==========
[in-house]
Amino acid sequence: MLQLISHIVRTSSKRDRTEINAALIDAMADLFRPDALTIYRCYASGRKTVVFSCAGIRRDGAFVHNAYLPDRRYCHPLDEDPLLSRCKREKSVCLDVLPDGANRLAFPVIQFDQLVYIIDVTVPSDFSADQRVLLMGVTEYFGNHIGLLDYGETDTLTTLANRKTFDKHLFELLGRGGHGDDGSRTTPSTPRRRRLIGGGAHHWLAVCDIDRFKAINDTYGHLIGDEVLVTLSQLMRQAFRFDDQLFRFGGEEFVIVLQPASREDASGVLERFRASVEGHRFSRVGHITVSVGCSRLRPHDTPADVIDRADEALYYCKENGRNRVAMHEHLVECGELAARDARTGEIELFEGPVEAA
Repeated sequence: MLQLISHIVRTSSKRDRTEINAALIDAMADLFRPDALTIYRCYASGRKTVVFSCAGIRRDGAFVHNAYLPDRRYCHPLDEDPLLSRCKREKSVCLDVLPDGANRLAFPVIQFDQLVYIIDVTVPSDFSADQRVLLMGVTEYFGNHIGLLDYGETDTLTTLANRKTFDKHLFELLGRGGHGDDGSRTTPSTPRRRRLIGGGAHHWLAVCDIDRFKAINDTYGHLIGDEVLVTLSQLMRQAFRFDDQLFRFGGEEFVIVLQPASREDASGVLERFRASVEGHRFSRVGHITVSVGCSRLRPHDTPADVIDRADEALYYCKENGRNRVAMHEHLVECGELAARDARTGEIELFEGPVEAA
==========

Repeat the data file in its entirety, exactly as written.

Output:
[in-house]
Amino acid sequence: MLQLISHIVRTSSKRDRTEINAALIDAMADLFRPDALTIYRCYASGRKTVVFSCAGIRRDGAFVHNAYLPDRRYCHPLDEDPLLSRCKREKSVCLDVLPDGANRLAFPVIQFDQLVYIIDVTVPSDFSADQRVLLMGVTEYFGNHIGLLDYGETDTLTTLANRKTFDKHLFELLGRGGHGDDGSRTTPSTPRRRRLIGGGAHHWLAVCDIDRFKAINDTYGHLIGDEVLVTLSQLMRQAFRFDDQLFRFGGEEFVIVLQPASREDASGVLERFRASVEGHRFSRVGHITVSVGCSRLRPHDTPADVIDRADEALYYCKENGRNRVAMHEHLVECGELAARDARTGEIELFEGPVEAA
Repeated sequence: MLQLISHIVRTSSKRDRTEINAALIDAMADLFRPDALTIYRCYASGRKTVVFSCAGIRRDGAFVHNAYLPDRRYCHPLDEDPLLSRCKREKSVCLDVLPDGANRLAFPVIQFDQLVYIIDVTVPSDFSADQRVLLMGVTEYFGNHIGLLDYGETDTLTTLANRKTFDKHLFELLGRGGHGDDGSRTTPSTPRRRRLIGGGAHHWLAVCDIDRFKAINDTYGHLIGDEVLVTLSQLMRQAFRFDDQLFRFGGEEFVIVLQPASREDASGVLERFRASVEGHRFSRVGHITVSVGCSRLRPHDTPADVIDRADEALYYCKENGRNRVAMHEHLVECGELAARDARTGEIELFEGPVEAA